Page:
Directors defend Olympic decision

Filmmakers to take part in shorts series

Helmers Andrew Lau Wai-keung, Majid Majidi and Daryl Goodrich defended their involvement in a series of short films about the Beijing Olympics on Saturday, with Hong Kong director Lau Wai-keung criticizing Steven Spielberg for ankling as the Games’ artistic adviser.

Saturday’s press conference in Beijing to launch “Vision Beijing” — a series of short films about Olympic preparations — turned into a debate about the role of art in politics and just exactly what qualifies as propaganda.

“I was shocked and surprised that Steven stepped back from his work with the Beijing Olympics. It’s clear that the Olympics is all about sport and nothing to do with politics,” said Lau Wai-keung at the news conference.

He also questioned the timing of Spielberg’s decision to quit, so close to the Games themselves.

Spielberg quit Feb. 12 as adviser to the opening and closing ceremonies of the Aug. 8-24 Games, saying his conscience would not allow him take part because of China’s policy on the conflict in the Darfur region of Sudan.

Beijing then went on the offensive to try to regain some of the ground lost in the PR battle. While avoiding directly criticizing Spielberg, state media have slammed his decision and accused him of dragging the Olympics into the political arena.

Goodrich, a Blighty director and former athlete who helmed a promotional film for London’s 2012 bid, said he had complete freedom to film what he want and did not think his short, titled “Belief,” should be viewed as propaganda.

“Respect for human rights is absolutely essential wherever you are in the world — that’s non-negotiable. I was invited to make a film about sports, about children and to celebrate the Olympic Games. That’s what I do, and that’s why I came to Beijing and I had a wonderful time,” he said.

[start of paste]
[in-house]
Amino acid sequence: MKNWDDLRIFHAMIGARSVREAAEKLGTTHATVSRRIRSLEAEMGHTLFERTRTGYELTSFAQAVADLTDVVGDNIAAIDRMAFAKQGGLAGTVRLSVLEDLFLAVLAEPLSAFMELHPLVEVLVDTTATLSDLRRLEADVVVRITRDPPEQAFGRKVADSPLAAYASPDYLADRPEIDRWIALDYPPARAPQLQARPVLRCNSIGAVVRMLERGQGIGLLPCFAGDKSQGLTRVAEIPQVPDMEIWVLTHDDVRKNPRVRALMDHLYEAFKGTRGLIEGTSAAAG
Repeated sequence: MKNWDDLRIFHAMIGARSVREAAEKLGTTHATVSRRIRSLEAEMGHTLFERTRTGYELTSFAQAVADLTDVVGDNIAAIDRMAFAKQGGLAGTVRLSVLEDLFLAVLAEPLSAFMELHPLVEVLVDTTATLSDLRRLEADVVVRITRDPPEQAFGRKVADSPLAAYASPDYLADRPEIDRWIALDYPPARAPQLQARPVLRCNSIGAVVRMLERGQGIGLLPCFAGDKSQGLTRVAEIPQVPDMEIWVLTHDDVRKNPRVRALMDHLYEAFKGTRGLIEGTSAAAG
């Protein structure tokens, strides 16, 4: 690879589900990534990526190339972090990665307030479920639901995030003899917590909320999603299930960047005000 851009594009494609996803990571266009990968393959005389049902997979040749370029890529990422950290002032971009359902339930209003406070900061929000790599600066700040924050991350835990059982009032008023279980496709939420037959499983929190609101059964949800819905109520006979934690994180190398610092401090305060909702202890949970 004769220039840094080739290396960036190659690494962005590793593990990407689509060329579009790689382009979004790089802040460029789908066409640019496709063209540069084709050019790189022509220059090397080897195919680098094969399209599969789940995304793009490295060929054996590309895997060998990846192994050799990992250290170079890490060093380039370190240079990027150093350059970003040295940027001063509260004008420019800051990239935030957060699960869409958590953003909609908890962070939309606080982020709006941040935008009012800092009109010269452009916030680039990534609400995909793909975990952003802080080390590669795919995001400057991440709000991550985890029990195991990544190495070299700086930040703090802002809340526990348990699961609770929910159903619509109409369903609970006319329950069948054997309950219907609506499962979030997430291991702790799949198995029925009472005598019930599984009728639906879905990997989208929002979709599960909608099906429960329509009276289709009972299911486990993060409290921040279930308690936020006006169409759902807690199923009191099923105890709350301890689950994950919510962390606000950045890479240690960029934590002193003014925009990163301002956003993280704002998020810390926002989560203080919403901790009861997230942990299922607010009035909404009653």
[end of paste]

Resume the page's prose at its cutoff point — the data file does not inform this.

“Do I think it is a propaganda film? I think no. I’ve gone out to depict a story … of dedication and passion from a very young age to very old,” he said.

Spielberg’s exit was a bombshell on Beijing’s Olympic preparations, bringing the international spotlight to bear on China’s role in Darfur, its record on domestic press freedom and human rights and its policies in the regions of Tibet and Xinjiang. Beijing has defended itself, saying Spielberg had “ulterior motives” and that sport should be kept separate from politics.

There was a similar message from the gathered helmers in Beijing on Saturday.

“I believe that art should have nothing to do with politics. On the contrary, art may be undermined if it is connected with something like this,” said Majidi, the Iranian helmer whose 1998 film “Children of Heaven” was a foreign-language Oscar nominee.

Italian Guiseppe Tornatore and France’s Patrice Leconte also directed short pics for the “Vision Beijing” project, which bowed Sunday.

The Vision Beijing films will be broadcasted on CCTV-2 in China and will also be shown on pubcasters in Italy, France and Iran. The pics will screen online on

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